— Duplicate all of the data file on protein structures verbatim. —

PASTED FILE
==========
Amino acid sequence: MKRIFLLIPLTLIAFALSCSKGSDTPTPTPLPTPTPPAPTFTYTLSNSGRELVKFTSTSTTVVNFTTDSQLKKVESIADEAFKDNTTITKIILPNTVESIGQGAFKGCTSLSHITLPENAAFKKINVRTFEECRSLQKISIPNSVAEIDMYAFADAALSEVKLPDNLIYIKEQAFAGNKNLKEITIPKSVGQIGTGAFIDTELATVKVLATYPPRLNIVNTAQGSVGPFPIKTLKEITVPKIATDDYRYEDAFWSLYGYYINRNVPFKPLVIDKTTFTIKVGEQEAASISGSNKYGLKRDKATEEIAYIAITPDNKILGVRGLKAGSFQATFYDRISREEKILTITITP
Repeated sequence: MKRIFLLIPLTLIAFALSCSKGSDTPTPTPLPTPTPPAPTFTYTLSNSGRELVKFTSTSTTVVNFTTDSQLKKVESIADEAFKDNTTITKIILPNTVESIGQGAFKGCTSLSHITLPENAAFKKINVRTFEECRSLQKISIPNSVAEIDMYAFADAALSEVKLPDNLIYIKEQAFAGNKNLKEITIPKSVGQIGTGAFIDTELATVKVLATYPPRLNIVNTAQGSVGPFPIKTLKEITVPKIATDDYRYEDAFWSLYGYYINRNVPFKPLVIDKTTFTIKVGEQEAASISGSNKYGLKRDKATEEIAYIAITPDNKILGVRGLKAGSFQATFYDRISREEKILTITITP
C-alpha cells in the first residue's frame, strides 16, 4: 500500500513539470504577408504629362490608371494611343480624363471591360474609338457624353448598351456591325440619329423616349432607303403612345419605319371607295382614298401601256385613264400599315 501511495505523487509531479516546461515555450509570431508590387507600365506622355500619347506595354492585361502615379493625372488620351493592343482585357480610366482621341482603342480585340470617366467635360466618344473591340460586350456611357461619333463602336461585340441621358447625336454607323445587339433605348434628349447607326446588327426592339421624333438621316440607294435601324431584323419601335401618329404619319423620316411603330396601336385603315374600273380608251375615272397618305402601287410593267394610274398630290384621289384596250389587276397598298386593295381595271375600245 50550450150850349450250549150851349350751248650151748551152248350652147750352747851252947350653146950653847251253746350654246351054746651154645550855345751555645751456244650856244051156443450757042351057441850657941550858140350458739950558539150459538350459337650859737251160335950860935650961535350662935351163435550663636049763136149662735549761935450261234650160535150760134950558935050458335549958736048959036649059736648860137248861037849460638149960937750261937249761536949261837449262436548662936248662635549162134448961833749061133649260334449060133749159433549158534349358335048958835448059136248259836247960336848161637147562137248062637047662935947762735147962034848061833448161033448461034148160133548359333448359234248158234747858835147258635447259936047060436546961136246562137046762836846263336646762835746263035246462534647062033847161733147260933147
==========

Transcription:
Amino acid sequence: MKRIFLLIPLTLIAFALSCSKGSDTPTPTPLPTPTPPAPTFTYTLSNSGRELVKFTSTSTTVVNFTTDSQLKKVESIADEAFKDNTTITKIILPNTVESIGQGAFKGCTSLSHITLPENAAFKKINVRTFEECRSLQKISIPNSVAEIDMYAFADAALSEVKLPDNLIYIKEQAFAGNKNLKEITIPKSVGQIGTGAFIDTELATVKVLATYPPRLNIVNTAQGSVGPFPIKTLKEITVPKIATDDYRYEDAFWSLYGYYINRNVPFKPLVIDKTTFTIKVGEQEAASISGSNKYGLKRDKATEEIAYIAITPDNKILGVRGLKAGSFQATFYDRISREEKILTITITP
Repeated sequence: MKRIFLLIPLTLIAFALSCSKGSDTPTPTPLPTPTPPAPTFTYTLSNSGRELVKFTSTSTTVVNFTTDSQLKKVESIADEAFKDNTTITKIILPNTVESIGQGAFKGCTSLSHITLPENAAFKKINVRTFEECRSLQKISIPNSVAEIDMYAFADAALSEVKLPDNLIYIKEQAFAGNKNLKEITIPKSVGQIGTGAFIDTELATVKVLATYPPRLNIVNTAQGSVGPFPIKTLKEITVPKIATDDYRYEDAFWSLYGYYINRNVPFKPLVIDKTTFTIKVGEQEAASISGSNKYGLKRDKATEEIAYIAITPDNKILGVRGLKAGSFQATFYDRISREEKILTITITP
C-alpha cells in the first residue's frame, strides 16, 4: 500500500513539470504577408504629362490608371494611343480624363471591360474609338457624353448598351456591325440619329423616349432607303403612345419605319371607295382614298401601256385613264400599315 501511495505523487509531479516546461515555450509570431508590387507600365506622355500619347506595354492585361502615379493625372488620351493592343482585357480610366482621341482603342480585340470617366467635360466618344473591340460586350456611357461619333463602336461585340441621358447625336454607323445587339433605348434628349447607326446588327426592339421624333438621316440607294435601324431584323419601335401618329404619319423620316411603330396601336385603315374600273380608251375615272397618305402601287410593267394610274398630290384621289384596250389587276397598298386593295381595271375600245 50550450150850349450250549150851349350751248650151748551152248350652147750352747851252947350653146950653847251253746350654246351054746651154645550855345751555645751456244650856244051156443450757042351057441850657941550858140350458739950558539150459538350459337650859737251160335950860935650961535350662935351163435550663636049763136149662735549761935450261234650160535150760134950558935050458335549958736048959036649059736648860137248861037849460638149960937750261937249761536949261837449262436548662936248662635549162134448961833749061133649260334449060133749159433549158534349358335048958835448059136248259836247960336848161637147562137248062637047662935947762735147962034848061833448161033448461034148160133548359333448359234248158234747858835147258635447259936047060436546961136246562137046762836846263336646762835746263035246462534647062033847161733147260933147